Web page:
The narcotic painkiller Opana ER, has been linked with drug abuse and a spike in injection-related diseases. On July 6, Irish drug manufacturer Endo International gave in to U.S. Food and Drug Administration (FDA) pressure and halted sales of Opana. The action came one month after the agency requested Endo withdraw a reformulated version of Opana (oxymorphone hydrochloride), Law360 reports.
Users have taken to liquefying and injecting the drug due to its being made to resist crushing the pill and snorting it. There has been a “serious outbreak of HIV and hepatitis C,” according to the FDA, because of the rise in users injecting the drug.
Drugmaker Endo said in an announcement, it “continues to believe in the safety, efficacy and favorable benefit-risk profile of Opana.” But it added that, after “careful consideration,” it would abide by the FDA’s request.
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FDA’s Landmark Action
The FDA had never before attempted to stop sales of a prescription opioid because of abuse risks, so this was an important milestone. In 2015, over 30,000 Americans suffered fatal overdoses from abuse of opioids, chiefly prescription painkillers and heroin.
This significant step was also a serious financial blow to Endo. Last year the drug company earned nearly $160 million from Opana sales – almost 14 percent of the company’s revenue, according to Law360.
The FDA has remarked it is examining abuse patterns regarding other opioids and will continue to act when and if it is appropriate. Opana was already facing FDA scrutiny before FDA Commissioner Scott Gottlieb, M.D., took office. “We are facing an opioid epidemic – a public health crisis, and we must take all necessary steps to reduce the scope of opioid misuse and abuse,” said Gottlieb. The Commissioner said they would continue to take regulatory steps when they see situations where an opioid product’s risks outweigh its benefits. A public forum is planned for the near future as part of Gottlieb’s vow to address the opioid crisis.
New Version of Opana
Endo allegedly reformulated Opana for safety reasons. The new version of the drug had the potential to block generics if the FDA discovered that Endo discarded the older version because of safety issues. However, in 2013, the FDA hesitated, and in that hesitation, it cited preliminary evidence suggesting the “troubling possibility that a higher percentage of reformulated Opana ER abuse is via injection than was the case with the original formulation.”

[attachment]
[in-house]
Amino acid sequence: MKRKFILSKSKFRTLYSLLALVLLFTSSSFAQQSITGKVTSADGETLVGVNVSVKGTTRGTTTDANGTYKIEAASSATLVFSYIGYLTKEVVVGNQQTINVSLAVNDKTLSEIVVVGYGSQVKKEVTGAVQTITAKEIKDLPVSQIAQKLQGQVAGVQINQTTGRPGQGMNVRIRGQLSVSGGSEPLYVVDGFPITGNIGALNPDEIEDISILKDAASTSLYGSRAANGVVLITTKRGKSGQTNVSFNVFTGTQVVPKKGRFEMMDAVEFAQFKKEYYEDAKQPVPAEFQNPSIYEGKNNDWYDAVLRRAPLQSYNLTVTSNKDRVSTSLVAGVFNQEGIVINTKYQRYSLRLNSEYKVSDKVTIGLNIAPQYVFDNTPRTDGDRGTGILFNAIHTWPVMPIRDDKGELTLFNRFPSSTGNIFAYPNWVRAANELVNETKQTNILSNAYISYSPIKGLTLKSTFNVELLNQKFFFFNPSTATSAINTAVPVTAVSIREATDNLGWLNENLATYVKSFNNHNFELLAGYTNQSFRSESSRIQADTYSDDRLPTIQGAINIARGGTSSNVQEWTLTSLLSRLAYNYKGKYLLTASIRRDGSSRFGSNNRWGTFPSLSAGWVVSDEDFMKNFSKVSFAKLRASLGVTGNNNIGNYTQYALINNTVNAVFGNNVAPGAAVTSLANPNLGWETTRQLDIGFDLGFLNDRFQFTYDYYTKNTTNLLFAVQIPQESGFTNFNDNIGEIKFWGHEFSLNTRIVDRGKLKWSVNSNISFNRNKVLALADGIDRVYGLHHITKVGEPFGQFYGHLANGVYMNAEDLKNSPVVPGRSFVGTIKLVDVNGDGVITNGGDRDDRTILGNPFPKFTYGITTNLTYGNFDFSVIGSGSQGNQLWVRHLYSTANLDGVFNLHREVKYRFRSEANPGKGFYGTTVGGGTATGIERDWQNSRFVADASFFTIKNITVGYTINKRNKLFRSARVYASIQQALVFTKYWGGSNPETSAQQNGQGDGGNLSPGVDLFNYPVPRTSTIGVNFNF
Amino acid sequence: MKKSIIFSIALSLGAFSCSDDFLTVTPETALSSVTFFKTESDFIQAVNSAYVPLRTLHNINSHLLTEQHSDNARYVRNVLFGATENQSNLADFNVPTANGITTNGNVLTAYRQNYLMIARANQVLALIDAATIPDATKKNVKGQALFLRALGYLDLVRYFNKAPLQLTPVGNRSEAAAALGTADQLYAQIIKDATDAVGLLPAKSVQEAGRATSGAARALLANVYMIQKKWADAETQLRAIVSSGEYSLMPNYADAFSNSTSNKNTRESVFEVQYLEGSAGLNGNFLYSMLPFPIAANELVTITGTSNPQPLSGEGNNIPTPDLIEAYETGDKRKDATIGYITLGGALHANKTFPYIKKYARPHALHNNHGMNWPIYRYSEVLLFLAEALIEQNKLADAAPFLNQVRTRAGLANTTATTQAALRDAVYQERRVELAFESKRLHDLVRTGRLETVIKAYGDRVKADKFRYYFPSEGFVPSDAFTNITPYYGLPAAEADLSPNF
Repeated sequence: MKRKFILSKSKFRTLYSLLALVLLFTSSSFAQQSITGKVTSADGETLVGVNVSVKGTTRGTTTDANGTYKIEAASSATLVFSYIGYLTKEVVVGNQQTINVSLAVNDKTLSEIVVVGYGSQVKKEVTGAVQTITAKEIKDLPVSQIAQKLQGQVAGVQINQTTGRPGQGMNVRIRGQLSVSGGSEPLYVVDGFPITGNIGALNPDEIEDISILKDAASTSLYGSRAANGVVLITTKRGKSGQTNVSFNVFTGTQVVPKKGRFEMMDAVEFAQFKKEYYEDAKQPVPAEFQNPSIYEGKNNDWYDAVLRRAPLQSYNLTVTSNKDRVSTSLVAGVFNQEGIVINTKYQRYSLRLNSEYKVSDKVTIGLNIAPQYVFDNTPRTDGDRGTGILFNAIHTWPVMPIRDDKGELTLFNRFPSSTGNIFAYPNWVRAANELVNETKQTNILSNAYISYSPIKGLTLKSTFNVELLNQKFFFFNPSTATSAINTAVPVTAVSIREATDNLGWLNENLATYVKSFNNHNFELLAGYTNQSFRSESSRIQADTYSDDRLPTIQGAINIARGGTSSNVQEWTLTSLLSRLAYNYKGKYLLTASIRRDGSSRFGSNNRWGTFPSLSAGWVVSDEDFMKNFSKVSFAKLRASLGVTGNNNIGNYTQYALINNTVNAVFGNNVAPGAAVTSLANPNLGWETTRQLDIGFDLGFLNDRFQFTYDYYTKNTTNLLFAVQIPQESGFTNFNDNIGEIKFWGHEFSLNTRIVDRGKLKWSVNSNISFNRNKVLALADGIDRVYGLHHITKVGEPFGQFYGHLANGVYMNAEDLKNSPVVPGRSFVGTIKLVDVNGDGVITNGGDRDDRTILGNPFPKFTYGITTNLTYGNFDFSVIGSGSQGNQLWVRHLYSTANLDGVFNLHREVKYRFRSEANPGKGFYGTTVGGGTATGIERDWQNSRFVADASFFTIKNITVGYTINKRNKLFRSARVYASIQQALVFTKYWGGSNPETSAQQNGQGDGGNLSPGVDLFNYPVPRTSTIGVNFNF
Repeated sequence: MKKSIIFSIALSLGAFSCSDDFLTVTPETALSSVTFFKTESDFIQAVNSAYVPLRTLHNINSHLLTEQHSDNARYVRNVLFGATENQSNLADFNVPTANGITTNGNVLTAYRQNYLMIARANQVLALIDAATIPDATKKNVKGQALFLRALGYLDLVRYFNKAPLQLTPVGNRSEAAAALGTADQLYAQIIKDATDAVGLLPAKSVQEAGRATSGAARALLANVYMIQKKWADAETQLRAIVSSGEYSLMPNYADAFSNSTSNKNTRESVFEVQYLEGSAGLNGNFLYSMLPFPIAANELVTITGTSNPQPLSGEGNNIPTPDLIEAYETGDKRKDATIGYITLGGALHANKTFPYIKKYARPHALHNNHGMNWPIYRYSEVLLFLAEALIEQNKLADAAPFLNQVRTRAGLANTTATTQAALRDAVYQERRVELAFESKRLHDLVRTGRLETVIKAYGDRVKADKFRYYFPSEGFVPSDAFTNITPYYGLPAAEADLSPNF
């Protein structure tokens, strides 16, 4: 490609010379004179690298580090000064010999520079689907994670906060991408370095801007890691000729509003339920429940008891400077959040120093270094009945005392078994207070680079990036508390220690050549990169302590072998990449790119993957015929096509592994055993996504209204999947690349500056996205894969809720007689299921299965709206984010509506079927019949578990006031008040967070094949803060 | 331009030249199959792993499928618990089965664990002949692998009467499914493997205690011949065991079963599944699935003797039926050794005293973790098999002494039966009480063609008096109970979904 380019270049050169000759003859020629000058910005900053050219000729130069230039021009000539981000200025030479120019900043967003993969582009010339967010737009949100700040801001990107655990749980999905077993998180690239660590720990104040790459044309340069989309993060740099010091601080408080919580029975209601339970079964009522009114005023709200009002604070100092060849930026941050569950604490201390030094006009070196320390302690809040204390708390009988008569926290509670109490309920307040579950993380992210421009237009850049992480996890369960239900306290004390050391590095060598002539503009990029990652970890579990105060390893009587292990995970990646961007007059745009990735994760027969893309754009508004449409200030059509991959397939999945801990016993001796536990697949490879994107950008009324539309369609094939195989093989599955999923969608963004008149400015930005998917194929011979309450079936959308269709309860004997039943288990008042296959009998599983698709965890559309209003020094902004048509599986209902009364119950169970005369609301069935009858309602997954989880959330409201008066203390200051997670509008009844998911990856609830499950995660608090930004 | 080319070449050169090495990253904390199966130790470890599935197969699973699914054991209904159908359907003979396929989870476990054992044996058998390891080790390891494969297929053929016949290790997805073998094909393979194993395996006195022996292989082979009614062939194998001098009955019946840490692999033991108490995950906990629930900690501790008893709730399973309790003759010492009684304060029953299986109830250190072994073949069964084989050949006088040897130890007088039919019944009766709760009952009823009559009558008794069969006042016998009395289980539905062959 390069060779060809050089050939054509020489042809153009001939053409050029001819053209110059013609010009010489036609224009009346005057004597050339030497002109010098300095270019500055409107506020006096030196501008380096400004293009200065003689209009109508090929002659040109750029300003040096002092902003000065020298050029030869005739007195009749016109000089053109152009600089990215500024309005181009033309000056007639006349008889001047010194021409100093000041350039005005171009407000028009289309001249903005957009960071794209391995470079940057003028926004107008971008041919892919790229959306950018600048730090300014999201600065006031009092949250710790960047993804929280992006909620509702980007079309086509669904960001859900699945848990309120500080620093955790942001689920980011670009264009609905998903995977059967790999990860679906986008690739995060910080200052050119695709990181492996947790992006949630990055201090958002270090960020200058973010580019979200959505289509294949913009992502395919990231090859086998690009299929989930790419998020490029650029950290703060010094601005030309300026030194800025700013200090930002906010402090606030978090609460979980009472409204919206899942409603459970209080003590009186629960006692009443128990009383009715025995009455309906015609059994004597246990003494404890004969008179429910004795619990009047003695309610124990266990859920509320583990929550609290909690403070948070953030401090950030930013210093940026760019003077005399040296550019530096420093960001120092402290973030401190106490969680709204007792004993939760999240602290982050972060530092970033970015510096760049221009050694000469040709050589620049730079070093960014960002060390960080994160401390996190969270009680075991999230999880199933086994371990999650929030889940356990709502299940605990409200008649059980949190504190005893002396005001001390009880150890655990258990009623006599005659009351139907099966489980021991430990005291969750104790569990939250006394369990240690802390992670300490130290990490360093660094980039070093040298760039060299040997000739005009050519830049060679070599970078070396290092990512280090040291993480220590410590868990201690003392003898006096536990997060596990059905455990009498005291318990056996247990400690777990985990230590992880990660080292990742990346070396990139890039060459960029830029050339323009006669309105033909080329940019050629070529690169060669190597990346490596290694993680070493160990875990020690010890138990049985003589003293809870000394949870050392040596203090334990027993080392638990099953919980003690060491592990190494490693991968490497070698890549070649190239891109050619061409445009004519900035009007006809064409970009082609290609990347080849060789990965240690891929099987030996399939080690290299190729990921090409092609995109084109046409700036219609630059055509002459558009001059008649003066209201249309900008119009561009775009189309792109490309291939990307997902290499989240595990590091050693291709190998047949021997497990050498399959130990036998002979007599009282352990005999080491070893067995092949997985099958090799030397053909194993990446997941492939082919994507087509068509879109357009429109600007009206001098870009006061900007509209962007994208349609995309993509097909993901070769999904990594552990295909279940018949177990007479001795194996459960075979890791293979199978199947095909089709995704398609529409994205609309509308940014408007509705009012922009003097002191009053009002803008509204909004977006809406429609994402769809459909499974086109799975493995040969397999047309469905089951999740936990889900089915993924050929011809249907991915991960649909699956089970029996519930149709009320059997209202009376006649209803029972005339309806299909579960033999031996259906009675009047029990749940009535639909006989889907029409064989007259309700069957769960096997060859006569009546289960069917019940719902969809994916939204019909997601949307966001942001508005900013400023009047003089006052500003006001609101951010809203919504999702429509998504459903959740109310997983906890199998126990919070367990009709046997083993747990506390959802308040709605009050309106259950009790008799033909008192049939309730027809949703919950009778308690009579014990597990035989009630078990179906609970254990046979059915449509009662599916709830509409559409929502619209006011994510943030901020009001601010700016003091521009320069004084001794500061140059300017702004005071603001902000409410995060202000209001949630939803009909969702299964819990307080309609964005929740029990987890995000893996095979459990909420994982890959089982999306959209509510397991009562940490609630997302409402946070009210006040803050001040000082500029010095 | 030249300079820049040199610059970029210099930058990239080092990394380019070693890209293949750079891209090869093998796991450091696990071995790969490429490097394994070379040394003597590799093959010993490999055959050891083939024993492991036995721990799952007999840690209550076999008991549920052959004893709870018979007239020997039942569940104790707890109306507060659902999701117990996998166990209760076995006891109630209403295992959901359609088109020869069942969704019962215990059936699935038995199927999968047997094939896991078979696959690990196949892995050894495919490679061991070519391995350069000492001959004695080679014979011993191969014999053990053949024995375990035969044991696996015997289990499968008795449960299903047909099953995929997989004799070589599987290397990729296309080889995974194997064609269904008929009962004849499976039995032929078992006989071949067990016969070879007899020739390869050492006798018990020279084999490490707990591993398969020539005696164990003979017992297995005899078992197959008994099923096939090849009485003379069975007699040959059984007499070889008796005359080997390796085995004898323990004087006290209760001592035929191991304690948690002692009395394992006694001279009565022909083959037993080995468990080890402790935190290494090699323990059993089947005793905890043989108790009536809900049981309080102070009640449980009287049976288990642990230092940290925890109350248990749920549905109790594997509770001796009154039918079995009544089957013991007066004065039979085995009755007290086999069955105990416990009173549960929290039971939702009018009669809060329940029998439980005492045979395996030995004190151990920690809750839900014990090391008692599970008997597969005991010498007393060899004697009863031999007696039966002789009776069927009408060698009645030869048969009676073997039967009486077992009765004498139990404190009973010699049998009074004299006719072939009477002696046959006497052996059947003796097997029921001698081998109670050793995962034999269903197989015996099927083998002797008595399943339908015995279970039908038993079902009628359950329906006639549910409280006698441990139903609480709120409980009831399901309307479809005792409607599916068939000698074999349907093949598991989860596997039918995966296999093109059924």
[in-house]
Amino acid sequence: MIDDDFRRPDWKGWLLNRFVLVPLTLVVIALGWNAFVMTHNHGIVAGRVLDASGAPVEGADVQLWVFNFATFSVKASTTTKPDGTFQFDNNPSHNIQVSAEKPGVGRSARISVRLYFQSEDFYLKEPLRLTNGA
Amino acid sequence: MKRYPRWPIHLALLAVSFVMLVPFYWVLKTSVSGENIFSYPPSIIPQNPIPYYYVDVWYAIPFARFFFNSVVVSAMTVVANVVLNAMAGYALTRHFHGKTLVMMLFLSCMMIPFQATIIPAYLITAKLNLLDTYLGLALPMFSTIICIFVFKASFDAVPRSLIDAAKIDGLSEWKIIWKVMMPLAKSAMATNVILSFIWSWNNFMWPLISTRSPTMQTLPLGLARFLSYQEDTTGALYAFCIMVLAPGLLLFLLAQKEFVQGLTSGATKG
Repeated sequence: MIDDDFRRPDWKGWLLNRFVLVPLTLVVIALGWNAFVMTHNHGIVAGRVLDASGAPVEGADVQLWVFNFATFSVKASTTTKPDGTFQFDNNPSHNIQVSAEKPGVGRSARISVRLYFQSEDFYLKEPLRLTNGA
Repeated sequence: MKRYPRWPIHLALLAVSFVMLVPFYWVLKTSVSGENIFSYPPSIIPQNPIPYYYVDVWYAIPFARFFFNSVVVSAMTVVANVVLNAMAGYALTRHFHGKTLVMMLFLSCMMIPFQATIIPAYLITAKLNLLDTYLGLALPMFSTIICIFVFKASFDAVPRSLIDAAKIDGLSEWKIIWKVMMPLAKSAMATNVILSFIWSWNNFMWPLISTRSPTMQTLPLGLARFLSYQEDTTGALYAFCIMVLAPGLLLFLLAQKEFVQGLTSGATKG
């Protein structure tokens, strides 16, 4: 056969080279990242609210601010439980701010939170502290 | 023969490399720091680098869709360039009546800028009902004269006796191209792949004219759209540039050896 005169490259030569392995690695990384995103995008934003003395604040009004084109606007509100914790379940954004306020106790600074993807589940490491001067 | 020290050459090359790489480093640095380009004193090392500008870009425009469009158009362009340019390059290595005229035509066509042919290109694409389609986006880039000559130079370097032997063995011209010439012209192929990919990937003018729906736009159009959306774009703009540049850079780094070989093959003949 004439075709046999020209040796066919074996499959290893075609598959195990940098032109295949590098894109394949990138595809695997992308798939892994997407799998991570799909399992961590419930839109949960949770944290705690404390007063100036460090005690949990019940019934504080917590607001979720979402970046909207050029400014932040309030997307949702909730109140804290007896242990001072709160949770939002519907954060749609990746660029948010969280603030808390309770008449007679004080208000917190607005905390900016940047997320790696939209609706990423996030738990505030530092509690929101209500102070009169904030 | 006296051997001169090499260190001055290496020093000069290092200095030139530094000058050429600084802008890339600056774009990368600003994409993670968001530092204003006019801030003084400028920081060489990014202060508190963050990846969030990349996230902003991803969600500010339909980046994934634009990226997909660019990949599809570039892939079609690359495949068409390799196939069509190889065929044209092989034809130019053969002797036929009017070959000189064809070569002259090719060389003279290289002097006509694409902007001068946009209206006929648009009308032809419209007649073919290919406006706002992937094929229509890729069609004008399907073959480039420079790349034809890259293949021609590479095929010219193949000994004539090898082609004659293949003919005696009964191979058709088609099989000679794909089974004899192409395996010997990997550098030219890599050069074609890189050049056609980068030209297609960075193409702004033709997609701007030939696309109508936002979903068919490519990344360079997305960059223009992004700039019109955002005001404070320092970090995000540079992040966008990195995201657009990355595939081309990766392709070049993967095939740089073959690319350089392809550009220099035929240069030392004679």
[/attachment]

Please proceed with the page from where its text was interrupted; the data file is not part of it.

In spite of the problems with Opana’s new version, the FDA says that opioid manufacturers should still make the effort to incorporate abuse-deterrent technology into their drugs. The FDA, found, however, that the “data did not show that the reformulation could be expected to meaningfully reduce abuse.”
Opana was first approved by the FDA in 2006 for the management of moderate-to-severe pain, when a pain reliever, (opioid analgesic) is required for an extended period of time. Endo replaced the original formulation with a new one intended to make the drug resistant to physical or chemical manipulation for abuse by snorting or injecting. The reformulation of Opana ER has been associated with a serious outbreak of HIV and Hepatitis C, as well as cases of a serious blood disorder (thrombotic microangiopathy).
This outbreak of disease is what prompted the FDA to make its decision to request Opana ER’s withdrawal from the market. “When we determined that the product had dangerous unintended consequences, we made a decision to request its withdrawal from the market,” said Janet Woodcock, M.D., director of the FDA’s Center for Drug Evaluation and Research. “This action will protect the public from further potential for misuse and abuse of this product.”
Attempts to Make Opana Safer
Endo had tried to make it more difficult for addicts to use Opana ER by making it with a coating that made it hard to crush. The medication is intended to release over time, but addicts had been crushing it to get a massive high all at once, reports CNN.
More people died in 2014, from drug overdoses than any other year on record. More than 60 percent of those deaths were associated with an opioid, according to the federal government, reports USA TODAY.
Legal Information Concerning Opana
If you or someone you know has been affected or injured by drugs, you may have valuable legal rights. Parker Waichman LLP personal injury lawyers offer free, no-obligation case evaluations. We urge you to contact our attorneys at 1-800-YOURLAWYER (1-800-968-7529).